Teens who eat peanut butter and other nuts may be at lower risk of benign breast disease (BBD) as adults, according to a new report published in Breast Cancer Research and Treatment.
Led by researchers from Brigham and Women’s Hospital and Harvard, the findings are from the questionnaire-based Growing Up Today Study. It included 9039 females, aged 9 to 16 years in 1996, who completed surveys on their intake of a variety of foods annually from 1996 to 2001, and then in 2003, 2005, 2007, and 2010. Starting in 2005, the study participants reported on whether they had ever been diagnosed with BBD, which was confirmed by breast biopsy (n = 112 cases).
Logistic regression was used to estimate the associations between vegetable protein and fat and biopsy-confirmed BBD. Analyses of intakes from 1996 to 1998, when the study’s cohort was youngest, showed an inverse association between vegetable fat (OR = 0.72/[10 g/day], 95% confidence interval [CI] 0.53 – 0.98; p=0.04) and BBD risk. Consumption of peanut butter and nuts at age 11 years was inversely associated with risk (P = 0.01). Vegetable protein consumption was also associated with lower BBD risk (OR = 0.64/[10 g/day], 95% CI 0.43-0.95; P = 0.03).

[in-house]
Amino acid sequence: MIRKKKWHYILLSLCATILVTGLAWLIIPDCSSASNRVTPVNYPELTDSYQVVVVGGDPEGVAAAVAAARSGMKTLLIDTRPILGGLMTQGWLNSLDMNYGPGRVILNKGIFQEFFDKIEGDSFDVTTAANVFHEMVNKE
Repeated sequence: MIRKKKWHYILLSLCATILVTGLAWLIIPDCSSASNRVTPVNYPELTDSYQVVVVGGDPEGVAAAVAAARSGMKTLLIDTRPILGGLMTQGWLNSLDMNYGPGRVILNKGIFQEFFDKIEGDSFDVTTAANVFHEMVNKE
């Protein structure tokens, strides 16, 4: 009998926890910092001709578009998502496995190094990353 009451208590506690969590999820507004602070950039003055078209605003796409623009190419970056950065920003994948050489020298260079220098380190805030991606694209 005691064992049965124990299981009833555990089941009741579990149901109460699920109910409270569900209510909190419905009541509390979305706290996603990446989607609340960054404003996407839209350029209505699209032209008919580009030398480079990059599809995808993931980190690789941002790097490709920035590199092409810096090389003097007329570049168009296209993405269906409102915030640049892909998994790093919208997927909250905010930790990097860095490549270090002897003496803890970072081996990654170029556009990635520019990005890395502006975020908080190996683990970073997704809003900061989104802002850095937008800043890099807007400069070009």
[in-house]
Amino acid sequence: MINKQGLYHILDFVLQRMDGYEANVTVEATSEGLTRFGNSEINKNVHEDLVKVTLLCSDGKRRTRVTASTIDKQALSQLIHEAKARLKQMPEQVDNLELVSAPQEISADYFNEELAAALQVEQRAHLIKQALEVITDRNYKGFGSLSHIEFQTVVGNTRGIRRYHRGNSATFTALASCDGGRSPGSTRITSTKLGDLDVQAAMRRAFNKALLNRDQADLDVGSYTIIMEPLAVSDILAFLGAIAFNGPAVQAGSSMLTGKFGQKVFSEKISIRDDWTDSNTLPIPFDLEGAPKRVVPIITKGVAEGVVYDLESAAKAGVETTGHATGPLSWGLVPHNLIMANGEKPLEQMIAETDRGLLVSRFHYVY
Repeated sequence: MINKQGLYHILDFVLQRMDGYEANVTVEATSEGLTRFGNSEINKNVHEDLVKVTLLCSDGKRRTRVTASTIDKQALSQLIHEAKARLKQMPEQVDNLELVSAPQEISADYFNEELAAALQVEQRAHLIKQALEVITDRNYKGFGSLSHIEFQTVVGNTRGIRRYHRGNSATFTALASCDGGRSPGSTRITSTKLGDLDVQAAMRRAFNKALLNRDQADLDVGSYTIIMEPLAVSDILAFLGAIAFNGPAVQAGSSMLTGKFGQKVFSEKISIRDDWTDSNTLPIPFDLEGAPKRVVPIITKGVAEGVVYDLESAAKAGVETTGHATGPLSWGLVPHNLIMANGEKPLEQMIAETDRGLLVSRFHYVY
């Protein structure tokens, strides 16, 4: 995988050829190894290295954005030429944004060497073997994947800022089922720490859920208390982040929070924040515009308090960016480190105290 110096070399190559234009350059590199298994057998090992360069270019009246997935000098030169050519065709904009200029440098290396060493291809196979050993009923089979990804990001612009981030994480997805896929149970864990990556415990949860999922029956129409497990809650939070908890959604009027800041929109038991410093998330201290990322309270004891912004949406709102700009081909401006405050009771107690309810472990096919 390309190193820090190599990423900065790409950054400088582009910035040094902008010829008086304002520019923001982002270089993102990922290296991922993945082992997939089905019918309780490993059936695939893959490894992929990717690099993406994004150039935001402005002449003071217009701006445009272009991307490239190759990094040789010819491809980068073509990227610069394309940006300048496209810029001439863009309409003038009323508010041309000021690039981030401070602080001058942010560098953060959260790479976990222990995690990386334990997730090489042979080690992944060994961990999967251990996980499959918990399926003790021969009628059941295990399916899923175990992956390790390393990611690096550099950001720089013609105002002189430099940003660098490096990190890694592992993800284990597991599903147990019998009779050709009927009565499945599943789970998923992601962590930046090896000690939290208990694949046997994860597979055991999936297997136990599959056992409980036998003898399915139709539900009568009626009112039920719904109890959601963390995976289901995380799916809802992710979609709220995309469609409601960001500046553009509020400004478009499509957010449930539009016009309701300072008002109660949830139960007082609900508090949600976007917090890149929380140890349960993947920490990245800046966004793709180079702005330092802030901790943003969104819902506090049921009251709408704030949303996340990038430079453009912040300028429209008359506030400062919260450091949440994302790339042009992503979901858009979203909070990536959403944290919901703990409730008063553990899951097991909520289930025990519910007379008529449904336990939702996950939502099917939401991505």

Peanut butter, peants, nuts, beans, and corn were the biggest sources of vegetable fat and protein in the teens. Study participants who had a family history of breast cancer were found to have a significantly lower risk if their diets contained these foods.
According to the study’s authors, what sets their study apart from other studies on the effect of diet on cancer risk is that the data were collected when the participants were consuming the foods, not years later.
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